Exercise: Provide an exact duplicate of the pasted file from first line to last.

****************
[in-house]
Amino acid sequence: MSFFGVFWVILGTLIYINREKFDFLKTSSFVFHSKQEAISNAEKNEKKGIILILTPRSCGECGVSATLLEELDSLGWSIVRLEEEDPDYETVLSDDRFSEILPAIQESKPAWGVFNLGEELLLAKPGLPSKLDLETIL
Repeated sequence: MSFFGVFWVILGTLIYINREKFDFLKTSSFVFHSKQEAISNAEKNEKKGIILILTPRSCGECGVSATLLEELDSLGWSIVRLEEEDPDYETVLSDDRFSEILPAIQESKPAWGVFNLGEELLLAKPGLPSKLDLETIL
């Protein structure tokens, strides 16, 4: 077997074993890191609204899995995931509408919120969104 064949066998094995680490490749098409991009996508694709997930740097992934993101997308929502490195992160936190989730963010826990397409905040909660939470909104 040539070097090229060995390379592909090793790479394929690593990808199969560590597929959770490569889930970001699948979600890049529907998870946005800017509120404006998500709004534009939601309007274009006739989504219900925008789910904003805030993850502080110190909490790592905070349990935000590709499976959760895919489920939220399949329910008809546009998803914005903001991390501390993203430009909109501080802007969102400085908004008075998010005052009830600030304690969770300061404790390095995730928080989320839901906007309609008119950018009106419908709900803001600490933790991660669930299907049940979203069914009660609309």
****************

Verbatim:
[in-house]
Amino acid sequence: MSFFGVFWVILGTLIYINREKFDFLKTSSFVFHSKQEAISNAEKNEKKGIILILTPRSCGECGVSATLLEELDSLGWSIVRLEEEDPDYETVLSDDRFSEILPAIQESKPAWGVFNLGEELLLAKPGLPSKLDLETIL
Repeated sequence: MSFFGVFWVILGTLIYINREKFDFLKTSSFVFHSKQEAISNAEKNEKKGIILILTPRSCGECGVSATLLEELDSLGWSIVRLEEEDPDYETVLSDDRFSEILPAIQESKPAWGVFNLGEELLLAKPGLPSKLDLETIL
């Protein structure tokens, strides 16, 4: 077997074993890191609204899995995931509408919120969104 064949066998094995680490490749098409991009996508694709997930740097992934993101997308929502490195992160936190989730963010826990397409905040909660939470909104 040539070097090229060995390379592909090793790479394929690593990808199969560590597929959770490569889930970001699948979600890049529907998870946005800017509120404006998500709004534009939601309007274009006739989504219900925008789910904003805030993850502080110190909490790592905070349990935000590709499976959760895919489920939220399949329910008809546009998803914005903001991390501390993203430009909109501080802007969102400085908004008075998010005052009830600030304690969770300061404790390095995730928080989320839901906007309609008119950018009106419908709900803001600490933790991660669930299907049940979203069914009660609309």